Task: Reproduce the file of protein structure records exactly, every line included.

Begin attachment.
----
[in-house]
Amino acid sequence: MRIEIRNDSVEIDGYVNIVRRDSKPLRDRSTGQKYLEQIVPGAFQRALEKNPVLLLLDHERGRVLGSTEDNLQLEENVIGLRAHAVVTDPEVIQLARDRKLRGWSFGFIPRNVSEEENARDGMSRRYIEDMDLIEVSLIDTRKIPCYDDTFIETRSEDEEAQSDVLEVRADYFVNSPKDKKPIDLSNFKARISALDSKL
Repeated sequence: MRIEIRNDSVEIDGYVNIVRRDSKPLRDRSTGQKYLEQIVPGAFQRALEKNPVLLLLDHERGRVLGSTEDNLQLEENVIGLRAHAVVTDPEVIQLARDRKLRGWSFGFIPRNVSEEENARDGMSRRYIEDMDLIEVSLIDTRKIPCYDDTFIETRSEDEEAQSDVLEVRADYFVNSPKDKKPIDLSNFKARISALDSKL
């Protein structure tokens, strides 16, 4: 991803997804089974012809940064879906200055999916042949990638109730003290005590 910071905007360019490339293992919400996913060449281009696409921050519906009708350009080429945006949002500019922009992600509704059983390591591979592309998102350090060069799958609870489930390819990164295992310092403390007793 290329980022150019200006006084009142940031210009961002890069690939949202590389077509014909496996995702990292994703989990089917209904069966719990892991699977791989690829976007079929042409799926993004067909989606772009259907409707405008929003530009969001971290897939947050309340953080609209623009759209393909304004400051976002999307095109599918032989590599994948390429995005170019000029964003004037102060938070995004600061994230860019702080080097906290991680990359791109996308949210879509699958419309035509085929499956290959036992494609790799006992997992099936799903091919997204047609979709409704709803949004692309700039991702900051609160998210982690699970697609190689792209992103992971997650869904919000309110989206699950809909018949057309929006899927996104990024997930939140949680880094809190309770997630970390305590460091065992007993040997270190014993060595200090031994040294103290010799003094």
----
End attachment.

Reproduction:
[in-house]
Amino acid sequence: MRIEIRNDSVEIDGYVNIVRRDSKPLRDRSTGQKYLEQIVPGAFQRALEKNPVLLLLDHERGRVLGSTEDNLQLEENVIGLRAHAVVTDPEVIQLARDRKLRGWSFGFIPRNVSEEENARDGMSRRYIEDMDLIEVSLIDTRKIPCYDDTFIETRSEDEEAQSDVLEVRADYFVNSPKDKKPIDLSNFKARISALDSKL
Repeated sequence: MRIEIRNDSVEIDGYVNIVRRDSKPLRDRSTGQKYLEQIVPGAFQRALEKNPVLLLLDHERGRVLGSTEDNLQLEENVIGLRAHAVVTDPEVIQLARDRKLRGWSFGFIPRNVSEEENARDGMSRRYIEDMDLIEVSLIDTRKIPCYDDTFIETRSEDEEAQSDVLEVRADYFVNSPKDKKPIDLSNFKARISALDSKL
């Protein structure tokens, strides 16, 4: 991803997804089974012809940064879906200055999916042949990638109730003290005590 910071905007360019490339293992919400996913060449281009696409921050519906009708350009080429945006949002500019922009992600509704059983390591591979592309998102350090060069799958609870489930390819990164295992310092403390007793 290329980022150019200006006084009142940031210009961002890069690939949202590389077509014909496996995702990292994703989990089917209904069966719990892991699977791989690829976007079929042409799926993004067909989606772009259907409707405008929003530009969001971290897939947050309340953080609209623009759209393909304004400051976002999307095109599918032989590599994948390429995005170019000029964003004037102060938070995004600061994230860019702080080097906290991680990359791109996308949210879509699958419309035509085929499956290959036992494609790799006992997992099936799903091919997204047609979709409704709803949004692309700039991702900051609160998210982690699970697609190689792209992103992971997650869904919000309110989206699950809909018949057309929006899927996104990024997930939140949680880094809190309770997630970390305590460091065992007993040997270190014993060595200090031994040294103290010799003094």